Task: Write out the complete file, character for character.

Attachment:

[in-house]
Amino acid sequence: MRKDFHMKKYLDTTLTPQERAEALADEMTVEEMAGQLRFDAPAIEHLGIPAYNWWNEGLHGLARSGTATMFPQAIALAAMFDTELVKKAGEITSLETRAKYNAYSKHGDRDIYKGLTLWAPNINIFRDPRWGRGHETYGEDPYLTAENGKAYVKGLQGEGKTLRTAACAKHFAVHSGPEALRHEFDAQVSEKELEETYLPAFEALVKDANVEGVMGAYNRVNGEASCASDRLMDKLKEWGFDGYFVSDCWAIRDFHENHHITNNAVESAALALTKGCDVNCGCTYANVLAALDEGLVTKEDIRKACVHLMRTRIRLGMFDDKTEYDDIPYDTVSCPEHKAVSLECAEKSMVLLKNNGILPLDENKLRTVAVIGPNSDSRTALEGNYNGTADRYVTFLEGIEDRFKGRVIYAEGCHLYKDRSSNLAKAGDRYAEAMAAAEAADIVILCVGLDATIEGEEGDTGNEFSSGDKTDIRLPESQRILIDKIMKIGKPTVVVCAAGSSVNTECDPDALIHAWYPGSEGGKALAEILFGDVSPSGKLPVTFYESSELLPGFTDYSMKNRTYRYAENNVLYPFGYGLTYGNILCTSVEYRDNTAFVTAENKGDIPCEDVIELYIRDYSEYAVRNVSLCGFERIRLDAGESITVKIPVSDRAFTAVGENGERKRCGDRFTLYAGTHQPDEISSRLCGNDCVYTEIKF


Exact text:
[in-house]
Amino acid sequence: MRKDFHMKKYLDTTLTPQERAEALADEMTVEEMAGQLRFDAPAIEHLGIPAYNWWNEGLHGLARSGTATMFPQAIALAAMFDTELVKKAGEITSLETRAKYNAYSKHGDRDIYKGLTLWAPNINIFRDPRWGRGHETYGEDPYLTAENGKAYVKGLQGEGKTLRTAACAKHFAVHSGPEALRHEFDAQVSEKELEETYLPAFEALVKDANVEGVMGAYNRVNGEASCASDRLMDKLKEWGFDGYFVSDCWAIRDFHENHHITNNAVESAALALTKGCDVNCGCTYANVLAALDEGLVTKEDIRKACVHLMRTRIRLGMFDDKTEYDDIPYDTVSCPEHKAVSLECAEKSMVLLKNNGILPLDENKLRTVAVIGPNSDSRTALEGNYNGTADRYVTFLEGIEDRFKGRVIYAEGCHLYKDRSSNLAKAGDRYAEAMAAAEAADIVILCVGLDATIEGEEGDTGNEFSSGDKTDIRLPESQRILIDKIMKIGKPTVVVCAAGSSVNTECDPDALIHAWYPGSEGGKALAEILFGDVSPSGKLPVTFYESSELLPGFTDYSMKNRTYRYAENNVLYPFGYGLTYGNILCTSVEYRDNTAFVTAENKGDIPCEDVIELYIRDYSEYAVRNVSLCGFERIRLDAGESITVKIPVSDRAFTAVGENGERKRCGDRFTLYAGTHQPDEISSRLCGNDCVYTEIKF